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Thread: Long range sub 12

  1. #1
    Join Date
    Dec 2014
    leeds / wetherby

    Long range sub 12

    Hi guys ,
    I recently posted a thread on a different section of the forum explaining how a farmer had watched me check my zero at 50 meters . He asked how far I could shoot accurately and I said beyond 50 meters I had no idea so he marched the target out and put it down . I pinged the target at 81 yards . I fully expected to get pelets eventually getting there 6" apart but I was really surprised at the results ( see pic ) . I guessed the holdover for my first shot and readjusted from that shot to shoot the remaining 4 from a group of 5 . My target was a 1" sticker on which I had drawn a 6mm POA . I was amazed at the group for a first attempt . Over the weekend I decided to look further into it and put a target out at a pinged 100 yards . Results were much different results considering there was just 20 yards difference from my earlier try . Firstly the holdover was much greater so I was forced to guess it . I estimated I was 6 mildot over but the windage was very similar to the original 80 yard hold off . I did manage to hit a identical 1" sticker with 2 shots from a string of 10 and others were close but it really was more luck than managment without zeroing again to a much longer range . Pellet penetration still saw all of my shots penetrate MDF completely so their skirt was flush with the surface of the wood . This has to be a lesson to those who send shots into the unknown while shooting outdoors with a " it's only a airgun" mindset because those pellets retain enough energy at 100+ yards to easily damage people and property . I am looking forward to having a try at the 75 yard shotgun shell challenge in the near future . I hunt every day with my rifle but as a rule I find target shooting quite boring but a necessary part of my hunting . I usually do a hour a day practicing but usually most of that is unsupported standing because it is my weakest shooting position . The long range shooting is a fun break for me and I will definitely be experimenting more in the near future . Thanks for your time . Atb Ricky

  2. #2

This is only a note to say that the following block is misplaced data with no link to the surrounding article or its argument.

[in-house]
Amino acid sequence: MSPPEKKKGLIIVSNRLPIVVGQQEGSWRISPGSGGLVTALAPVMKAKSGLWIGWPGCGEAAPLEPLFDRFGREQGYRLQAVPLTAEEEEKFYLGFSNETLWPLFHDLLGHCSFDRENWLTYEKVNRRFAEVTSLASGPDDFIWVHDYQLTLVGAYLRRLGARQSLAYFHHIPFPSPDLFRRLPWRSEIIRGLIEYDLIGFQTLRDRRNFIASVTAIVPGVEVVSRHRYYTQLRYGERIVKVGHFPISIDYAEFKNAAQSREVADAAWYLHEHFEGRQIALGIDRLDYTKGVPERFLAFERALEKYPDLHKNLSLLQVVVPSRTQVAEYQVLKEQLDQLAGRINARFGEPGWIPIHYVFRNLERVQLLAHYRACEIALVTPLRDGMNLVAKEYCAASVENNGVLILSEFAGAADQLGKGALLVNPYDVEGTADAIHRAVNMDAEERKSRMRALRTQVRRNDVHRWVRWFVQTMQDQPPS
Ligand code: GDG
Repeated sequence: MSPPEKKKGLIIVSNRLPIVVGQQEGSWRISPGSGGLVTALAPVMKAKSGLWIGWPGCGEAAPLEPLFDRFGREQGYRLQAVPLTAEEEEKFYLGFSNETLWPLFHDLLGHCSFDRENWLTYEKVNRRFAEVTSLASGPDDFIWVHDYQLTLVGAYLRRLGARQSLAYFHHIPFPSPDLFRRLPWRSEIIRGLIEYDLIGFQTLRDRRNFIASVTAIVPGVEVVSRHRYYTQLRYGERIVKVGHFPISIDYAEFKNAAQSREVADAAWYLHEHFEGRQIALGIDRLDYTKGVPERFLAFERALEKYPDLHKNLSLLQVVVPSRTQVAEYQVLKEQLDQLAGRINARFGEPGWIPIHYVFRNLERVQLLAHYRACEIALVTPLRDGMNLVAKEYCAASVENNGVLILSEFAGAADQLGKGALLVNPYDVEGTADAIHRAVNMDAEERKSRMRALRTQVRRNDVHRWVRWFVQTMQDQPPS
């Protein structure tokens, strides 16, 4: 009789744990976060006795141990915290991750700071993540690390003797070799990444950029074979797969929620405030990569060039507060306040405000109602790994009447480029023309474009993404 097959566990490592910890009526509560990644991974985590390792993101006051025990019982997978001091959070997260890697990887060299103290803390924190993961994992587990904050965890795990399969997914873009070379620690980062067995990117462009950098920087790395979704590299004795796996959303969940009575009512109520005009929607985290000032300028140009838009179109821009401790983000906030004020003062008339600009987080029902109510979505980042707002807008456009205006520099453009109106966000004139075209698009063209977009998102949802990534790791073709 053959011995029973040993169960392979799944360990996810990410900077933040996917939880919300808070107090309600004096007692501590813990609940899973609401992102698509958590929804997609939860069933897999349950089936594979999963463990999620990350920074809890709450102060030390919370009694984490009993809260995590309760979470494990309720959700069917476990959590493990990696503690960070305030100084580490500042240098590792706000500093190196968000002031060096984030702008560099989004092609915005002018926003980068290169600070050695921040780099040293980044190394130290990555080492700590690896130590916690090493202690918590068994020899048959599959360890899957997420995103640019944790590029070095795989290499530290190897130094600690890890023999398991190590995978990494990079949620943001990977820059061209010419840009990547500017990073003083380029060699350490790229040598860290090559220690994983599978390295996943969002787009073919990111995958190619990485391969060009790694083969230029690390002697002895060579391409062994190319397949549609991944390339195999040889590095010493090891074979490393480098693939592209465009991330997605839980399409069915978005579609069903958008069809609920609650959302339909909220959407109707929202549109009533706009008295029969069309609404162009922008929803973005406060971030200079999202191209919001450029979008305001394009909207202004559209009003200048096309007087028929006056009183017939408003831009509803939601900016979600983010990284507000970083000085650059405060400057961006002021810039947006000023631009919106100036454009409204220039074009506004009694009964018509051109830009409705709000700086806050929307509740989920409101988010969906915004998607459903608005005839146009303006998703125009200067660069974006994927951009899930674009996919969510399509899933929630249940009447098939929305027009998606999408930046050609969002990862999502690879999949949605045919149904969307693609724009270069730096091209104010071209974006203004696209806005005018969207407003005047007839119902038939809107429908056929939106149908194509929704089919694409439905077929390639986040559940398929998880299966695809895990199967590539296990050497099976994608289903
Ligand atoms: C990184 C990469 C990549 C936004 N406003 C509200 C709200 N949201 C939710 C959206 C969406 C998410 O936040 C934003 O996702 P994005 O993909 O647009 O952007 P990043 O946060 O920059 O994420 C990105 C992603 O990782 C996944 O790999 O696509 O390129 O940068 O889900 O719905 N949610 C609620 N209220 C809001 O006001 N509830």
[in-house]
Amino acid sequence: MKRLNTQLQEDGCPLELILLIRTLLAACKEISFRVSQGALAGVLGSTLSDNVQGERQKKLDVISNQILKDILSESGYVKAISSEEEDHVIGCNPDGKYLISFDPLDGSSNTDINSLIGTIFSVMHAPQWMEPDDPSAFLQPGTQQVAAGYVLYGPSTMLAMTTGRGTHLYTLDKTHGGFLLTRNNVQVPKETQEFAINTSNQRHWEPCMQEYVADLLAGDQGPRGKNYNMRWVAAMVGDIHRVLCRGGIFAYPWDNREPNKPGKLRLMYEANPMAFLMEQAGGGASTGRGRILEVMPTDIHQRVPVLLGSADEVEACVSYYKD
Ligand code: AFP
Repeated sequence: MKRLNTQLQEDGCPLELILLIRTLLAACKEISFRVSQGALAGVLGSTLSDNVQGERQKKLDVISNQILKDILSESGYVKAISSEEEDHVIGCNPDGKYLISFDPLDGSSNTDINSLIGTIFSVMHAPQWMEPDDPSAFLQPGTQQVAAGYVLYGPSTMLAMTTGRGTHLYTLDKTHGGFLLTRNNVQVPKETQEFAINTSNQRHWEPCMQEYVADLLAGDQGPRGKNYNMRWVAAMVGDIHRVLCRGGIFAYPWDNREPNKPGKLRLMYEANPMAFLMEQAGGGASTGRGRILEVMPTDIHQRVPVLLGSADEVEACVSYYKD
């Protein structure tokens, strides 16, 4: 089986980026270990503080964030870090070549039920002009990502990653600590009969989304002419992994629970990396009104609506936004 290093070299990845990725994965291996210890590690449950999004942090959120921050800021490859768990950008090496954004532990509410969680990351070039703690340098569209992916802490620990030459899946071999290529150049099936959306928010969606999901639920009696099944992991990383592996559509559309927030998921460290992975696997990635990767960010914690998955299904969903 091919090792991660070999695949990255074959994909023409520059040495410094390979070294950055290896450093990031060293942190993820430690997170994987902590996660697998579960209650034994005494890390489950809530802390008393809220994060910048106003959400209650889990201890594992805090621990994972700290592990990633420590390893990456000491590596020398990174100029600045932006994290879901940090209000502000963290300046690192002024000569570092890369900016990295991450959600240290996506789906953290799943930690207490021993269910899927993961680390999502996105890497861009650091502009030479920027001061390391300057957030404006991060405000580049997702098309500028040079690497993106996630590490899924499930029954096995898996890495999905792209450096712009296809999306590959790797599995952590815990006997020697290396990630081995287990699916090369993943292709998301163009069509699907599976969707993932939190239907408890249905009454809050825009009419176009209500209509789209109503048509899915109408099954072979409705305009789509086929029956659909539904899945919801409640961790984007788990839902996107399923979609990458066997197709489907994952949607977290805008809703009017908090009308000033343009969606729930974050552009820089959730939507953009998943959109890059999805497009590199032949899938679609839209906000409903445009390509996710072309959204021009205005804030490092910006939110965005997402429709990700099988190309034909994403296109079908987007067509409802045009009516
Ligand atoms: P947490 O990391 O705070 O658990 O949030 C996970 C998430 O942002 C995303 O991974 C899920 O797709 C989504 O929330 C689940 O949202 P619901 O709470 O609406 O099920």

Join Date
    May 2010
    Very interesting. You benefit from some spare time that I could only dream of though! You practice an hour a day on targets plus spend time hunting every day. With a job, a wife, a kid and a dog I am not going to get anywhere near that much 'me time'.

  3. #3
    Join Date
    Apr 2012
    Retford, Notts
    Interesting post, Ricky, and nice shooting.

    As per post #2, I wish I had that sort of time (and range to practice).

    Your observations on retained energy / penetration are very interesting, too. When we attend the Boinger Bash events, at the end of the Sunday we have a walk down to the bottom of the field and have a look at the targets - the furthest are 75 yards. And the pellets are well flattened and mangled! So, as you say, they're still carrying energy at that range and beyond.
    NEXT EVENT :- APRIL 1/2.

  4. #4
    Join Date
    Sep 2012
    connahs quay
    I spent some time in Mid Wales at my sisters last week who has a large garden , was lucky enough to smuggle my Hw100 and my Hw77 both in .177 in the car without the mrs noticing that they took up quite a bit of room One nice evening after a couple of ciders decided to have a plink at a crows head spinner . First at 40y then 50, 60 and then 70y there was no wind at all and with the Hw100 it was easy so then switched to my SFS Hw77 and it was just as accurate at 70y as the Hw100 Just wish I had some empty 12g shells with me to have a go at the challenge . The next night I had another go but the wind had picked up not by much but made it much harder think long range plinking is best done in windless conditions especially if the wind is gusting slightly , It does make it much harder to judge correct windage
    A few nice rifles

  5. #5
    Join Date
    Feb 2016
    I have been shooting at my local club since last April, which is at the Tinsley Park Shooting Club, Burnam sports ground, just off the A610 near IKEA, Eastwood, Nottinghamshire. Since joining the club, I have really enjoyed stretching out the range with my sub 12ft/lb air rifles. I have a Webley LiteW8 .22, Air Arms S200 .22 pre-charge. I also use my daughters Hatsan Galatian .22 pre-charge and my AGS Valuemax .22, plus and Gamo Whisper IGT .177 Gas ram. Our range extends out to 107 yards at its furthest, which is around 98 metres. I now seldom shoot below 35 yards, and usually zero from between 40 to 50 yards, then using my mil dot hold over shoot steel plate reactive targets and hanging plastic bottles out to 107 yards. The following video shows me using my Gamo Whisper IGT gas ram a week or so ago. I recently chronographed the rifle, which averaged between 9.44 and 9.55 with Daystate and JSB .177 8.4 grain pellets respectively. Even at this power it is a very capable rifle, and still has the punch to penetrate the hanging 6 inch x 2 inch 380 ml Lucozade bottles, which is well worth knowing when you consider a miss out in the field. I had the rifle zeroed at 40 yards. The hold over on my 4 mil dot Walther scope was equivalent to 6 mil dots, or about 1/4 of the way down the cross hair post reticle. When using my .22 rifles, which are around 11.5 ft/lbs my point of aim is around 3/4 way down the reticle post to achieve the same point of impact.

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